Then she thought of Leon. The very first thing she thought of when she envisioned Leon was his smile. She had never known a man who managed to embrace her (and, she thought sometimes, bed her) with his smile alone. Leon smiled as if he were smiling for the entire world.

She had once read that at the age of 46 -which she was now- sometimes women had men come into their lives who resembled the sun. With his warmth, big strong body, expansive personality, red hair and crinkling blue eyes with multiple smile lines, she felt the sun rose in the room when he walked into it.

And yet she had been so determined not to like him when she’d met him. It had been at her second FAP event. And the FAP women were literally swarming over him, hugging, kissing, goosing, embracing, sighing, and yes, loving. She understood why, but was not about to be a part of his fan club, she told herself.

She removed herself from the loving fray and went to stand near the drinks table, where she refreshed herself with a root beer, blessing them for having it, since root beer was her favorite.

She was standing alone, drinking her root beer, when he said from nearby, “And who is this mysterious lady with a touch of danger about her?”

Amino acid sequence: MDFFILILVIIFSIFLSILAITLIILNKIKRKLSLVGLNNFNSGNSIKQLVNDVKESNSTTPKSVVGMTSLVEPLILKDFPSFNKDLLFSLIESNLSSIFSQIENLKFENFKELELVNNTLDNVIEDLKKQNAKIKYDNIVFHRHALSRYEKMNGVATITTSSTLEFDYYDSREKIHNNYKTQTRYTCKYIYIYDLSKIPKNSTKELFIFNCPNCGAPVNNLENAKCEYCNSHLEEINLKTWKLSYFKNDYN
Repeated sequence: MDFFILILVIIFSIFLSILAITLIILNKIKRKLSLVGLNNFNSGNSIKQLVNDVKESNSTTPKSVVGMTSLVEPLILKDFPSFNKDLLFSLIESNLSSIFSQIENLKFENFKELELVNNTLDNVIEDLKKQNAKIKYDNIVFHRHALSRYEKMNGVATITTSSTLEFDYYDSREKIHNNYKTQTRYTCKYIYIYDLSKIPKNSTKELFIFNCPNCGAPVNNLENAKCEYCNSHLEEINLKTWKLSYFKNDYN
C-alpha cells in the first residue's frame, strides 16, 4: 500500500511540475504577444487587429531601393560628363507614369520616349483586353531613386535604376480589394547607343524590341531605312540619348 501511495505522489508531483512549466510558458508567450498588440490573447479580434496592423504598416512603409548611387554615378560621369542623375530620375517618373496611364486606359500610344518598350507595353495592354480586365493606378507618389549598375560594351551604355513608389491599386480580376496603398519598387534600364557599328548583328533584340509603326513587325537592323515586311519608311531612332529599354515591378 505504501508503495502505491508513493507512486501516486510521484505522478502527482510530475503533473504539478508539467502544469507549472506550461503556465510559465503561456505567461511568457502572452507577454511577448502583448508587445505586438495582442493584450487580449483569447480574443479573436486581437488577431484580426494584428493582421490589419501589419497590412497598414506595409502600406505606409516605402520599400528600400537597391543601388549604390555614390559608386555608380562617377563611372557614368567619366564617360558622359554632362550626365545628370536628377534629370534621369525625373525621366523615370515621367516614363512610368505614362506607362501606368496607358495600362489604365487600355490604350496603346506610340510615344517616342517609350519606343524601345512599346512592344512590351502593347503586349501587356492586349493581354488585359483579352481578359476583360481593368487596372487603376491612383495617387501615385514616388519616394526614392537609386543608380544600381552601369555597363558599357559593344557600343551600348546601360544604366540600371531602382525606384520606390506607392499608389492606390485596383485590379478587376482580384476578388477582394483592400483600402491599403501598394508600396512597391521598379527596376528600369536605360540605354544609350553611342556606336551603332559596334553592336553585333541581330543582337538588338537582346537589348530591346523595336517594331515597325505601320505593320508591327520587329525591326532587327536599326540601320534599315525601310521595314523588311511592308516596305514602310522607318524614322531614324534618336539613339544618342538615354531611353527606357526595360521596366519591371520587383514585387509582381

“Are you referring to me?” she said in as close as she could get to a monotone, or as close to one as her cultural heritage and musical training would let her.

“I was,” he said.

She liked that he didn’t toss it off with a joke about referring to someone else, and that he hadn’t backed down. She saw instantly that he was confident enough not to feel he had to back down. His size and attitude probably carried him through most conflicts without his feeling that he wanted or needed to back down.

“I am not dangerous,” she said.

“You are,” he said, pouring some root beer into a glass and tossing a couple of ice cubes in. “To me.”


About franniez

Author of FatLand: A Novel and editor/author of Fat Poets Speak: Voices of the Fat Poets' Society, along with Kathy Barron, Anne Caplan, Corinna Makris and Lesleigh Owen.
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2 Responses to HBTE 14

  1. This exchange has real tension:

    “I am not dangerous,” she said.

    “You are,” he said, pouring some root beer into a glass and tossing a couple of ice cubes in. “To me.”

    Whatever else it is, it is erotic. Now if that erotic tension is coupled with political antipathies, what a story we will have!

    It’s also very funny, makes me see Groucho, whom I’m never liked, twirling his cigar and his eyebrows.

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